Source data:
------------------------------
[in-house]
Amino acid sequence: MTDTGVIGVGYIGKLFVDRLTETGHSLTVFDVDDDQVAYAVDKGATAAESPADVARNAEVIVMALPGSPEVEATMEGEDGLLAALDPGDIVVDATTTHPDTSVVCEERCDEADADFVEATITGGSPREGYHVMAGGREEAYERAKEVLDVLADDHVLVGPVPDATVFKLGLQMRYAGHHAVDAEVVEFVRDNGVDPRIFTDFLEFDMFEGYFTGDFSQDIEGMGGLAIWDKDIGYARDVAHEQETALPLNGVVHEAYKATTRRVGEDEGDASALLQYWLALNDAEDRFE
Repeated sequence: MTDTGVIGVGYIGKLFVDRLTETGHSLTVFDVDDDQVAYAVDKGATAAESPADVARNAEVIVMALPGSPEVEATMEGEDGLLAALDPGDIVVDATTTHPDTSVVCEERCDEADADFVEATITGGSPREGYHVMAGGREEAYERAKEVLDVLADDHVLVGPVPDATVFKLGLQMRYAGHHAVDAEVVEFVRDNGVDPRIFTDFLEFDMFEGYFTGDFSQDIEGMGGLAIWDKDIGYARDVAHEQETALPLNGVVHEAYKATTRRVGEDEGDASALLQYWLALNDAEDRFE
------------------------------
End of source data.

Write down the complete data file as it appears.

[in-house]
Amino acid sequence: MTDTGVIGVGYIGKLFVDRLTETGHSLTVFDVDDDQVAYAVDKGATAAESPADVARNAEVIVMALPGSPEVEATMEGEDGLLAALDPGDIVVDATTTHPDTSVVCEERCDEADADFVEATITGGSPREGYHVMAGGREEAYERAKEVLDVLADDHVLVGPVPDATVFKLGLQMRYAGHHAVDAEVVEFVRDNGVDPRIFTDFLEFDMFEGYFTGDFSQDIEGMGGLAIWDKDIGYARDVAHEQETALPLNGVVHEAYKATTRRVGEDEGDASALLQYWLALNDAEDRFE
Repeated sequence: MTDTGVIGVGYIGKLFVDRLTETGHSLTVFDVDDDQVAYAVDKGATAAESPADVARNAEVIVMALPGSPEVEATMEGEDGLLAALDPGDIVVDATTTHPDTSVVCEERCDEADADFVEATITGGSPREGYHVMAGGREEAYERAKEVLDVLADDHVLVGPVPDATVFKLGLQMRYAGHHAVDAEVVEFVRDNGVDPRIFTDFLEFDMFEGYFTGDFSQDIEGMGGLAIWDKDIGYARDVAHEQETALPLNGVVHEAYKATTRRVGEDEGDASALLQYWLALNDAEDRFE